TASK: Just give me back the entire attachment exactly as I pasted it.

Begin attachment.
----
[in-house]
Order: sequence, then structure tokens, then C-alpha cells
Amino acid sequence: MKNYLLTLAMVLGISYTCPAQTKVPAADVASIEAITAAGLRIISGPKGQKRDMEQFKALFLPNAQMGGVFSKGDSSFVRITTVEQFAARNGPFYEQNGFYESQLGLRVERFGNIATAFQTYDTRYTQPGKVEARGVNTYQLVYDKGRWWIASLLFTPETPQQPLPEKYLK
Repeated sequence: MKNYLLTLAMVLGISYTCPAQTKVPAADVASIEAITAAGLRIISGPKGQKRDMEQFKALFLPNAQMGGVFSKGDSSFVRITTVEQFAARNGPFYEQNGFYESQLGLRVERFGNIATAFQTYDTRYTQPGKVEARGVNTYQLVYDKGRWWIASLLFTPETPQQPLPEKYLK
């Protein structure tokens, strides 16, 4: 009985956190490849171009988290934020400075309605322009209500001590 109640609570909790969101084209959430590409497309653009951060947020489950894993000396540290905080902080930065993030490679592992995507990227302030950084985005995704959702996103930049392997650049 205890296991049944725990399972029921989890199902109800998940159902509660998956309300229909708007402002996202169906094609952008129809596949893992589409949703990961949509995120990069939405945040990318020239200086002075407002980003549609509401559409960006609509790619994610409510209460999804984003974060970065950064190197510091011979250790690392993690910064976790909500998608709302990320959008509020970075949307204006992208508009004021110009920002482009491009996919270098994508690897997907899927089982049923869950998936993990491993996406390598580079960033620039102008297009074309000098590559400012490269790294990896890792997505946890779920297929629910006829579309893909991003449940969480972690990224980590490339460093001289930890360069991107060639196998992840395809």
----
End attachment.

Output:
[in-house]
Order: sequence, then structure tokens, then C-alpha cells
Amino acid sequence: MKNYLLTLAMVLGISYTCPAQTKVPAADVASIEAITAAGLRIISGPKGQKRDMEQFKALFLPNAQMGGVFSKGDSSFVRITTVEQFAARNGPFYEQNGFYESQLGLRVERFGNIATAFQTYDTRYTQPGKVEARGVNTYQLVYDKGRWWIASLLFTPETPQQPLPEKYLK
Repeated sequence: MKNYLLTLAMVLGISYTCPAQTKVPAADVASIEAITAAGLRIISGPKGQKRDMEQFKALFLPNAQMGGVFSKGDSSFVRITTVEQFAARNGPFYEQNGFYESQLGLRVERFGNIATAFQTYDTRYTQPGKVEARGVNTYQLVYDKGRWWIASLLFTPETPQQPLPEKYLK
């Protein structure tokens, strides 16, 4: 009985956190490849171009988290934020400075309605322009209500001590 109640609570909790969101084209959430590409497309653009951060947020489950894993000396540290905080902080930065993030490679592992995507990227302030950084985005995704959702996103930049392997650049 205890296991049944725990399972029921989890199902109800998940159902509660998956309300229909708007402002996202169906094609952008129809596949893992589409949703990961949509995120990069939405945040990318020239200086002075407002980003549609509401559409960006609509790619994610409510209460999804984003974060970065950064190197510091011979250790690392993690910064976790909500998608709302990320959008509020970075949307204006992208508009004021110009920002482009491009996919270098994508690897997907899927089982049923869950998936993990491993996406390598580079960033620039102008297009074309000098590559400012490269790294990896890792997505946890779920297929629910006829579309893909991003449940969480972690990224980590490339460093001289930890360069991107060639196998992840395809």